One of Prof Carlock’s favourite examples is Beretta, the Italian firearms maker, which has been owned by the same family for 500 years. It is still headquartered in the Lombardy valley where it was founded and employs both traditional, local craftsmen and the latest technology to make its guns.

Similarly, Cargill, the Minneapolis-based multinational, is 90 per cent owned by descendants of the families that founded it in 1865. One of the secrets of its success has been the family’s detailed attention to governance, balancing the needs and interests of the family with outside expertise to deliver financial results.

Pictet, the family owned Swiss private bank, has clear criteria for family members wanting to join its management, partly because if it gave preference to underqualified sons and daughters, it would struggle to hire the best people to fill other positions.

The lesson from all these companies is a classic tale of constraints leading to better decisions. If your employees are your family, and your shareholders your grandparents, it forces you to make decisions of far greater emotional depth than if such ties did not exist. And such depth of consideration tends to lead to much stronger businesses over the long haul.


Cloud Computing is Not a Passing Shower

My Financial Times column 12/6/10

One way you can be sure a revolution is under way is when generations fundamentally disagree. Cloud computing is one of those technological phenomena that has sneaked up on the wider world of business and now has people on either side of a generational divide bickering over its value. The idea is that we can now use computer services as if they were a utility, like electricity, drawing on software and hardware when we need them, rather than each of us owning our own generators and distribution networks.

For digital natives, the cloud is as natural to computing as the keyboard. The cloud is Facebook, Zynga and Gmail. To an older generation, the cloud is WikiLeaks and data breaches. For managers trying to weigh up whether this is a fad or here to stay, where you stand may just be a function of your age.

I realised this at a recent conference where cloud computing was under discussion. The older people in the room railed about how moving a company’s operations to the cloud represented a fatal loss of control over your data. The younger audience members sat shaking their heads that anyone could doubt a technological shift with such gobsmackingly obvious advantages. There was nothing either side could say to persuade the other.

Cloud computing means dispensing with much of your own software and hardware and accessing it virtually as and when you need it. Rather than owning your own servers, you rent whatever server space you need for a monthly fee. Instead of installing a CD into your computer loaded with software, you access whatever software you need through your browser. Instead of storing your data on your computer or phone, you store it virtually and access it with a password. The likely benefits are extraordinary flexibility and access to far greater resources of people and information. In bean-counter terms, the cloud turns technology capex into more manageable opex.

So what’s the problem? It seems to be the loss of control. A manager who controls sensitive data on customers and pricing, for example, may be loath to remove that from his own hard drive and place it in the cloud. A chief executive discussing the possibility of moving to cloud services with his head of IT will almost certainly be told it’s a terrible idea. Far better to have one’s own servers and one’s own people maintaining them than relying on some abstraction like “cloud services”. Whom do you call in the cloud when your system fails?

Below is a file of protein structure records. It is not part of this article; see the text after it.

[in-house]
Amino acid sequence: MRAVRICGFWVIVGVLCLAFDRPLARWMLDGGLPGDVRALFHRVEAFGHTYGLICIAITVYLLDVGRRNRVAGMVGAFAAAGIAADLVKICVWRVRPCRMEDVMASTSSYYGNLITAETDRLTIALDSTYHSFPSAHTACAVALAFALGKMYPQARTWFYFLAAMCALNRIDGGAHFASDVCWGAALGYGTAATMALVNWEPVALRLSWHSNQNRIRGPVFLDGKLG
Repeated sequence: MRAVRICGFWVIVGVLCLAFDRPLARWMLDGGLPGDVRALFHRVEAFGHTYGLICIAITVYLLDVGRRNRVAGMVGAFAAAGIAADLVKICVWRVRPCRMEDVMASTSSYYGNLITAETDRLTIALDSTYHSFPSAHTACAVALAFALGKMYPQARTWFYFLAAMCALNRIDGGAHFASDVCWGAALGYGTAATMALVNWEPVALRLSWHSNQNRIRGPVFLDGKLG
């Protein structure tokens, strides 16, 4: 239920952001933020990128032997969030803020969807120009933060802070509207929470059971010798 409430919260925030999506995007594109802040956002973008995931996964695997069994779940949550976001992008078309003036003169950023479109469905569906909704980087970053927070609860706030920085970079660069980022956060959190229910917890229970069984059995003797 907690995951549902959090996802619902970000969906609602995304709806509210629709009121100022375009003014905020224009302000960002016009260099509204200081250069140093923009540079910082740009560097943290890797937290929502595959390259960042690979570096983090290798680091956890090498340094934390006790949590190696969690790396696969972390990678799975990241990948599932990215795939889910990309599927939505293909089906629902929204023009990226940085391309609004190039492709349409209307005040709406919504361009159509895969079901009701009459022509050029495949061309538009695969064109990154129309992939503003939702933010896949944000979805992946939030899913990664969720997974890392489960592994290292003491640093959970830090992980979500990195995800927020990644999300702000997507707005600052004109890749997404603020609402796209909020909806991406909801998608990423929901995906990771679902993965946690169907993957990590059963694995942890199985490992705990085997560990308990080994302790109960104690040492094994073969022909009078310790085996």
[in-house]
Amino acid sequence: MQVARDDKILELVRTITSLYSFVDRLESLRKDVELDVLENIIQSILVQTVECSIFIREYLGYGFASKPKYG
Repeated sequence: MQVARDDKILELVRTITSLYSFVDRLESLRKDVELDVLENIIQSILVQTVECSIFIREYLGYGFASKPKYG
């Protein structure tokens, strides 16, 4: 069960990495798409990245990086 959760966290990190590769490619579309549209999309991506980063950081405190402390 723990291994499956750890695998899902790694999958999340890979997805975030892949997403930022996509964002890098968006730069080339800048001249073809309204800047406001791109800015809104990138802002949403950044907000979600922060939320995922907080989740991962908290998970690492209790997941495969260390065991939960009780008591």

The truth is, though, that objections to cloud computing are merely delaying the inevitable. Of course there are security issues to be overcome and technical fears to be allayed, but the basic ideas behind cloud computing seem irresistible: pooling resources to drive down cost and accelerate innovation and liberating people from the tether of physical software.

Pat Toole, chief information officer of IBM and an evangelist for cloud computing, likes to say of the cloud “it isn’t rocket science but it is computer science”. By this he means that the challenges of cloud computing for business have existed in every phase of computing, challenges around cost, utility and security. For now, Mr Toole says, some workloads are evidently better suited for the cloud than others. Work that requires collaboration, for example, can be made much easier through the use of virtual desktops and web-based services. More data sensitive areas, such as enterprise resource planning and transaction processing, may not yet be ready for prime-time on the cloud. But these are problems that companies will eventually make fortunes by solving. Until then, managers should pick and choose which aspects of their business will benefit from moving to the cloud, and which will not.

To reassure the hesitant, some large players are already all but living in the cloud. Li & Fung, one of the world’s biggest supply-chain operators, now communicates between its many clients, factories and suppliers through a web-services platform, where clients can place orders and pre-qualified suppliers can bid to fulfil them. Factories are audited in real time with hand-held computers. The company has created a platform of networked technological processes accessible to myriad participants who can now act far more quickly and at lower cost than they could via e-mail. That’s the essence of the cloud, and it is hard to see its impact not spreading.

For smaller companies, the risks of cloud computing are generally fewer. Their data is probably less valuable and less susceptible to theft, and they have much more to gain from access to technologies they could never have afforded before. They can purchase sales and customer support services on an as-needed basis, rather than investing in their own expensive infrastructure. And they can analyse customer data in a way only large corporations could afford to in the past.

These are remarkable changes and far more than silver linings.